Simple but Great Influences
Always heartened by the many ways that food brought people together from the simple to the complex I was greatly influenced by many happy memories and experiences in my slice of Americana past from Sundays at the home of a very calm Aunt Shirley who I always wanted to be like, she radiated such gracious goodness.
In Aunt Shirley’s kitchen sometimes even weekly, the family women would gather while chatting and peeling mountains of potatoes, carrots, and onions before a large roast was put into the oven and served with rich gravy and biscuits to somewhere under fifty people hours later.
My Uncle Mike, of whom one of my favorite memories of my summer visits was our daily sharing and critiquing of different types of baguettes, Italian breads, soft, dense, crunchy, crusty, smearing each slice with butter at the kitchen table.
Uncle Mike was both a fisherman and a hunter with mostly an annual freezer full of venison for stews and chops to be prepared in the winter months by Aunt Betty whose simple approach was always using the best and freshest fruits and vegetables with each their proper preparation.
Aunt Betty’s dinner feasts literally served around fifteen fresh vegetable side dish combinations (think again if you think pickling is a new invention!) Decoratively lined along the side counter lined were homemade desserts!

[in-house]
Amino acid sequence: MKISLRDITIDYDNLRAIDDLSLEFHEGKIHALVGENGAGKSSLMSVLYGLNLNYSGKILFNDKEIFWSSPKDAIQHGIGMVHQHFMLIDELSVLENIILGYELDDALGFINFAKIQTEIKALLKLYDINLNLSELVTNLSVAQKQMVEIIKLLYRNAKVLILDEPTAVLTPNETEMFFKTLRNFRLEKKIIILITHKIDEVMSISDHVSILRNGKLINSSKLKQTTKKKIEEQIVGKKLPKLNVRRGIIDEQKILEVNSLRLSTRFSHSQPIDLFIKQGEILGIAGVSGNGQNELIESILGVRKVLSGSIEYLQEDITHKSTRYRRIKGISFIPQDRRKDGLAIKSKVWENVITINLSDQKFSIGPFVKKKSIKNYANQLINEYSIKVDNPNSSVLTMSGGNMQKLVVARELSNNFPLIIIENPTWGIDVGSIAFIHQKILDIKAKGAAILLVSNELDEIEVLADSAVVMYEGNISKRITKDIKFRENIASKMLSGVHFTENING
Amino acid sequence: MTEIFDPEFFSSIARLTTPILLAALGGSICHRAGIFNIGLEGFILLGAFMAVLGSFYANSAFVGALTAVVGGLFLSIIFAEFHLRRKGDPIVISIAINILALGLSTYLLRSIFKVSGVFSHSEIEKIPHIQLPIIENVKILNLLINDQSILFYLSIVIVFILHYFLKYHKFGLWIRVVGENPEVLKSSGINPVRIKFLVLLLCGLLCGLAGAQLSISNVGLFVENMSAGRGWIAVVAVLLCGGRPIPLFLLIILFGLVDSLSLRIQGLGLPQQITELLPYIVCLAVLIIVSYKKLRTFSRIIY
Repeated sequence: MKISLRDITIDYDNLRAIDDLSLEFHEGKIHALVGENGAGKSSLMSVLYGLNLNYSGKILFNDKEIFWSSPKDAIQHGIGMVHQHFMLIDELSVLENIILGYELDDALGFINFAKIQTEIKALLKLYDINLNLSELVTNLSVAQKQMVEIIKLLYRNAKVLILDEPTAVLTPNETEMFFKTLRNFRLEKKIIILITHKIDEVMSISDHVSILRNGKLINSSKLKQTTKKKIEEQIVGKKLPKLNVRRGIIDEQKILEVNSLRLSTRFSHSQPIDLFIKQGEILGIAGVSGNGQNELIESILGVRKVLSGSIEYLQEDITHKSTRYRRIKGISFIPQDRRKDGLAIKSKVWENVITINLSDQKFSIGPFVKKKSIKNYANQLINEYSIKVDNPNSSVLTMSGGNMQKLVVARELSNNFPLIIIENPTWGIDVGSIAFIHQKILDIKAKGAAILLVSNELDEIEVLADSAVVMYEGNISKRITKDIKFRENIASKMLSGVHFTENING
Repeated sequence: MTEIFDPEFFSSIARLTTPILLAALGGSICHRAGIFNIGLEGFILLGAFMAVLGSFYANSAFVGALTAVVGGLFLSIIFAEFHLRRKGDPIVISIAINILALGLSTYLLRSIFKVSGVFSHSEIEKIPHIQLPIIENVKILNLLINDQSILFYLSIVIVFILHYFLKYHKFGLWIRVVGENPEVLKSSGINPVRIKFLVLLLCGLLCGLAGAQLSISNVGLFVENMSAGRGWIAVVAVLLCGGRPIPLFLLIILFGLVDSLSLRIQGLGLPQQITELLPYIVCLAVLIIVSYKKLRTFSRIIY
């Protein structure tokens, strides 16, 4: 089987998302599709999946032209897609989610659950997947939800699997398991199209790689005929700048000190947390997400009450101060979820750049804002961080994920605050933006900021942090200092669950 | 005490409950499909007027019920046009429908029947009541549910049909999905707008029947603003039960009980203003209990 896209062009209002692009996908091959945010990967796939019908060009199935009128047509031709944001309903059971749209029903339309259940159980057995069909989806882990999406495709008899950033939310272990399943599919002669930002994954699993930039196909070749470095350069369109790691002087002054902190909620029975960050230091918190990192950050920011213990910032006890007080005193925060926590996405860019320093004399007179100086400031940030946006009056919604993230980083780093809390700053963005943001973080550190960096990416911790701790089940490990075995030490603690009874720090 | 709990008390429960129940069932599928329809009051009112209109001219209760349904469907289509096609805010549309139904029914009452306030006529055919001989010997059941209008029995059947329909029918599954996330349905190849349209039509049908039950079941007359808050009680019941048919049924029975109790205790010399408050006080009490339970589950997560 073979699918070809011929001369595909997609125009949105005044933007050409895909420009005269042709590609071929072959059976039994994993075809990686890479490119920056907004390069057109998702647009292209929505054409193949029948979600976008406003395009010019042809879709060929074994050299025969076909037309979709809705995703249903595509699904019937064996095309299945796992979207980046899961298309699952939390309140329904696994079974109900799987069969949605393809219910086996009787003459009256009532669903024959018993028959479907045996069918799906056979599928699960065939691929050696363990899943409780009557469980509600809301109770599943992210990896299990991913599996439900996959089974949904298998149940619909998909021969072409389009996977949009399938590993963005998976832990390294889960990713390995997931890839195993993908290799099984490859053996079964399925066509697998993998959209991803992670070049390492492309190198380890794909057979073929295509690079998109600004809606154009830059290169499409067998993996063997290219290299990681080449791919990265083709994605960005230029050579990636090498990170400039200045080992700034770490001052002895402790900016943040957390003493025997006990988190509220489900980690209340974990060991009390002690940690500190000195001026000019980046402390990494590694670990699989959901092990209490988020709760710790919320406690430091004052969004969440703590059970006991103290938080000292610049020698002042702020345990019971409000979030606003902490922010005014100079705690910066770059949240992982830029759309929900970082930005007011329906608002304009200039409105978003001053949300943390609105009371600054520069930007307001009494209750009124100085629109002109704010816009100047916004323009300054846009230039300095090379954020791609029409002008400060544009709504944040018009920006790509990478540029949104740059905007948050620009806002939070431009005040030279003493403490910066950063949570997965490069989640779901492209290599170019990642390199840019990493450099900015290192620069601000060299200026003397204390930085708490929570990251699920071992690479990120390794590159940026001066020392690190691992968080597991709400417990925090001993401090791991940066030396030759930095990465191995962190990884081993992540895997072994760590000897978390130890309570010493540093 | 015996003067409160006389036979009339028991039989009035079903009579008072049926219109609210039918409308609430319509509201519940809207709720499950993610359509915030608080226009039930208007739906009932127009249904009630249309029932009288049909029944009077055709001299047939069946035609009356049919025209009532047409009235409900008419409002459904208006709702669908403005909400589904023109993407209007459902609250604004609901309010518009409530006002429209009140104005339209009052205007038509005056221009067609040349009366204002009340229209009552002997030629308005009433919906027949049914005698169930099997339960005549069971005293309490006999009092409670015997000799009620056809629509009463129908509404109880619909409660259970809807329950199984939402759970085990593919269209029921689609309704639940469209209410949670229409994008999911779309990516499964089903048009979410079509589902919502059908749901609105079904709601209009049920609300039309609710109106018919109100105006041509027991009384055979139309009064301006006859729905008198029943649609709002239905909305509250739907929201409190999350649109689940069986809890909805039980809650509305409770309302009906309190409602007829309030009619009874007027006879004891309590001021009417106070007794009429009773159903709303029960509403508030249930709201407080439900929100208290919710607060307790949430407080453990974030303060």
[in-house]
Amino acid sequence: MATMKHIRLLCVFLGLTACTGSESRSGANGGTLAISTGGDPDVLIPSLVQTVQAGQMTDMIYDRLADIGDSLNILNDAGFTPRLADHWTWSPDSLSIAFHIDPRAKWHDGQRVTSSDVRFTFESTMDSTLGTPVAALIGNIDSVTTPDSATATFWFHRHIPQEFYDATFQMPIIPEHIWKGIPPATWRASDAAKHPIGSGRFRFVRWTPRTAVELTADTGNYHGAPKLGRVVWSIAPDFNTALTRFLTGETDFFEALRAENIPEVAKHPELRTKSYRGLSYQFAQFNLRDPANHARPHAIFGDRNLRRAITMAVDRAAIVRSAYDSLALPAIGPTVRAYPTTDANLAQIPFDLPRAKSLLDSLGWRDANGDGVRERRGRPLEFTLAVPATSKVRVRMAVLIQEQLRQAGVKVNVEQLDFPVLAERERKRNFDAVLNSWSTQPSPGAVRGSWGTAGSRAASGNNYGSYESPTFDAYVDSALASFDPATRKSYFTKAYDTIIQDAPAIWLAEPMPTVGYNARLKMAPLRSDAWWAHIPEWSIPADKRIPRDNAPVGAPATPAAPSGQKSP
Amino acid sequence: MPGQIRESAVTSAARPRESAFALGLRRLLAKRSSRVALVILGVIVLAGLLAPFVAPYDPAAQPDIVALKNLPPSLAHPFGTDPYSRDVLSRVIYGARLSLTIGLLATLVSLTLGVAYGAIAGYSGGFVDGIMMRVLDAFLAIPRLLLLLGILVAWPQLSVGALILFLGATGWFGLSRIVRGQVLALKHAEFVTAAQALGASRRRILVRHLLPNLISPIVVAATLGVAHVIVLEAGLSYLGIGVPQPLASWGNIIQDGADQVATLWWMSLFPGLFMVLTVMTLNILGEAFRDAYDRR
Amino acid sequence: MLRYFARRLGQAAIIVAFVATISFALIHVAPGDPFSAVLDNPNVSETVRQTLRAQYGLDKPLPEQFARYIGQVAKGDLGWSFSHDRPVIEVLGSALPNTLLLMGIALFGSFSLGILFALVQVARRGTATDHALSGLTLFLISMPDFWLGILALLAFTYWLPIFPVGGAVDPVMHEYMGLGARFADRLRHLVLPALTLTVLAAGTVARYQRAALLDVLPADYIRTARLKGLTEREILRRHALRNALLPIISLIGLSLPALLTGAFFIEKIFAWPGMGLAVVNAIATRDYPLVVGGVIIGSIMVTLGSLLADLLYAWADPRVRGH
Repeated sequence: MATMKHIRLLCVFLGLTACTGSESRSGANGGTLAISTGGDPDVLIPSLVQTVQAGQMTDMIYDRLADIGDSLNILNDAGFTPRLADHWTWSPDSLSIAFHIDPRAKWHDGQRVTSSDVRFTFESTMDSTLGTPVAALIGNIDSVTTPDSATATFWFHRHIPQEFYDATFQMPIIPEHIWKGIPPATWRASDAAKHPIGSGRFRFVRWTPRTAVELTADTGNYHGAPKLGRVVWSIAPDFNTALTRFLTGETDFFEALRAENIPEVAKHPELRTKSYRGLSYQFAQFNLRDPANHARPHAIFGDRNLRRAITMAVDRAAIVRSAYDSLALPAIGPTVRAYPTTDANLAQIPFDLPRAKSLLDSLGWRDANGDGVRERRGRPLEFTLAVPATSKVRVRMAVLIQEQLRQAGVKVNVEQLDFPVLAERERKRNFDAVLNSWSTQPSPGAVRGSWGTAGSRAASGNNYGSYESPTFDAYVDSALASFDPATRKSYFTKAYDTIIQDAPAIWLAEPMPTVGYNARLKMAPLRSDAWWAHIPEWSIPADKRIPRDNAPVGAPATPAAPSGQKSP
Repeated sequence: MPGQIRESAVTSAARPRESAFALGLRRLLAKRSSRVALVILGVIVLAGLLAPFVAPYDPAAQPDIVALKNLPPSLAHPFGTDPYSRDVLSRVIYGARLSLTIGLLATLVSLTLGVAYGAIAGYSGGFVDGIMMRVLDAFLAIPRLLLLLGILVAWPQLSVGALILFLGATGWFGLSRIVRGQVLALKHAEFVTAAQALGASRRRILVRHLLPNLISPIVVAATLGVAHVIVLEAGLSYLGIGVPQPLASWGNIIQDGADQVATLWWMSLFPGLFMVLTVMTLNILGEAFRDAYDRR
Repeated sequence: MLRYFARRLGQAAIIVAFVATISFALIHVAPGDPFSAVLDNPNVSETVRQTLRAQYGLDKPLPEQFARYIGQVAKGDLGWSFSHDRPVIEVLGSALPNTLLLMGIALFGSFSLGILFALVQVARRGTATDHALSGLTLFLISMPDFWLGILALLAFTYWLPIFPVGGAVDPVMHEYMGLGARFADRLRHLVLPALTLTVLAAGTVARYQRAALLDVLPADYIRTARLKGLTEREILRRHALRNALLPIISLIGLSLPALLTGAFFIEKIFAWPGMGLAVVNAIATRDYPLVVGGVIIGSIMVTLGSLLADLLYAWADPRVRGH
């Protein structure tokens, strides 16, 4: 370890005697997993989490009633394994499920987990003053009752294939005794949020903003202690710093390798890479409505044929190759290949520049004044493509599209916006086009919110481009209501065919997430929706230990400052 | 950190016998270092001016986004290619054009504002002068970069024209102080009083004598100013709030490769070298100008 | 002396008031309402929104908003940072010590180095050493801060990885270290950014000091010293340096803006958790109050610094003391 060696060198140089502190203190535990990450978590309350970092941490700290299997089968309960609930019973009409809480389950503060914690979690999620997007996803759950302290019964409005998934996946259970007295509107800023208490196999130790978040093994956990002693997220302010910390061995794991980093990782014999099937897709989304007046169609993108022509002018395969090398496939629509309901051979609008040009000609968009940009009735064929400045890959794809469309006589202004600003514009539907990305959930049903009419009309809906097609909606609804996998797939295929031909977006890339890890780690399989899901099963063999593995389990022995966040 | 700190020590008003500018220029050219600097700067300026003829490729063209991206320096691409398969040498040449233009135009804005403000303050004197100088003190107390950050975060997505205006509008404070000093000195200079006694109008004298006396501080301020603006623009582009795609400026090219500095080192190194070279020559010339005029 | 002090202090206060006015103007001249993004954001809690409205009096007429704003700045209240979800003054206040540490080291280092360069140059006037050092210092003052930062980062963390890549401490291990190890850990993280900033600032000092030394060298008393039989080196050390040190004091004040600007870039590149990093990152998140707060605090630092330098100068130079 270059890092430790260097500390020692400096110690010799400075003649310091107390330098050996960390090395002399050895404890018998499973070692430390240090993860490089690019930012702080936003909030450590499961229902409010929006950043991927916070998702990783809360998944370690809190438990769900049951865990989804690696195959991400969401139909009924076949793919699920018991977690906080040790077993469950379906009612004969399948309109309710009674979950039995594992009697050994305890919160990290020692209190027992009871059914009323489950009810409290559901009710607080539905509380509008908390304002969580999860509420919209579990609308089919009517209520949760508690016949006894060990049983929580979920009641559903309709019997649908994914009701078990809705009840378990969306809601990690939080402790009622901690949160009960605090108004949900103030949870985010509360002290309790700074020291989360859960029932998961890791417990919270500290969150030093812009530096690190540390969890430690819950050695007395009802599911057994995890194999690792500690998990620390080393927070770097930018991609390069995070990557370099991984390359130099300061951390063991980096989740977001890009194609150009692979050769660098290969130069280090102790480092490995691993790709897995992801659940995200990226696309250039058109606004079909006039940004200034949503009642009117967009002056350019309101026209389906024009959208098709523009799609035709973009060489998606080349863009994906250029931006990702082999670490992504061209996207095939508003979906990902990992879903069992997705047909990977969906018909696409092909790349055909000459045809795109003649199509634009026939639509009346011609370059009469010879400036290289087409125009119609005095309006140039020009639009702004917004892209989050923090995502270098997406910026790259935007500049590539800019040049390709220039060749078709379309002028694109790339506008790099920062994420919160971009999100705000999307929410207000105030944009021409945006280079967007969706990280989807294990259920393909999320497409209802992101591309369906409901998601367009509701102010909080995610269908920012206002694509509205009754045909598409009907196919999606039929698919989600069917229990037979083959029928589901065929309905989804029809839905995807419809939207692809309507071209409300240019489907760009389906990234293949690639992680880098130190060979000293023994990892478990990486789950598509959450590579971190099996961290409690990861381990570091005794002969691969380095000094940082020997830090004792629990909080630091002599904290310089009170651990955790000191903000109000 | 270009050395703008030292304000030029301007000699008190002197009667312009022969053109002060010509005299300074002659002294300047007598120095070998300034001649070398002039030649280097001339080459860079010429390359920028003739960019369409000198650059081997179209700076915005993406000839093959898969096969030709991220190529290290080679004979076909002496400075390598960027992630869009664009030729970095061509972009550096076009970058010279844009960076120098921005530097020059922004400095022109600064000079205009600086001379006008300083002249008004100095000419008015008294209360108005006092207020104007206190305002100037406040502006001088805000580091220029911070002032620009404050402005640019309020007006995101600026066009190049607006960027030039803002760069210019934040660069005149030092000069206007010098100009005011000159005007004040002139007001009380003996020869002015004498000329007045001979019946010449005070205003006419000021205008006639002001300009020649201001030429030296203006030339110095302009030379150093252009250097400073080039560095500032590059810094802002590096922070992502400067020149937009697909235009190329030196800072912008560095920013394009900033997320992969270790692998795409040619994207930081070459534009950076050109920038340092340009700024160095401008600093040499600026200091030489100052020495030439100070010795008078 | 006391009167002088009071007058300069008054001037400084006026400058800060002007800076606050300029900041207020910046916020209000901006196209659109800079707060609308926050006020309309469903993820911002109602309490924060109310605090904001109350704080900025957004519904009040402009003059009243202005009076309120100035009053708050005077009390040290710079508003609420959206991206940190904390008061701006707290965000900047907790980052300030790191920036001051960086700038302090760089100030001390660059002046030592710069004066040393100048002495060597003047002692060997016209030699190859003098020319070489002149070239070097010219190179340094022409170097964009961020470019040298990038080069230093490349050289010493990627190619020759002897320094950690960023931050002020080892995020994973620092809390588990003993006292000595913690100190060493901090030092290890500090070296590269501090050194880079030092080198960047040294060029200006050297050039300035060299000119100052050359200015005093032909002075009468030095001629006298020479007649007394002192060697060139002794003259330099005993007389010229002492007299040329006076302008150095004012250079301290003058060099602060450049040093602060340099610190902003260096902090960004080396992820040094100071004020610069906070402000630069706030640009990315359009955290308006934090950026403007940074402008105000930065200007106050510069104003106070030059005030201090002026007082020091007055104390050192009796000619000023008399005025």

The one commonality between both sides of my family consisted of people who generously cooked and shared food with others, and in such a dedicated way that this will always be the heritage I treasure most.
Growing up in the Food Business
Much of my childhood in Philadelphia was spent learning and working all aspects of the family food, bar and delicatessen businesses under the direction of my father.
A particularly eager kid, I was making deli trays by about the third grade, cooking bar food not too much later, and learning the fundamental elements of event planning through what was always the biggest bar event of the year, the annual St. Patrick’s Day Party.
In the deli my multiple 10 minutes of fame in life consisted in customer’s willingness to actually wait longer in line for the young girl to make their sandwiches, no kidding! These experiences and exposures with many different types of people instilled in me an understanding and sensitivity that food and its preparation was not just a service, but an individual and community commitment, a way to make people happy and share love toward others.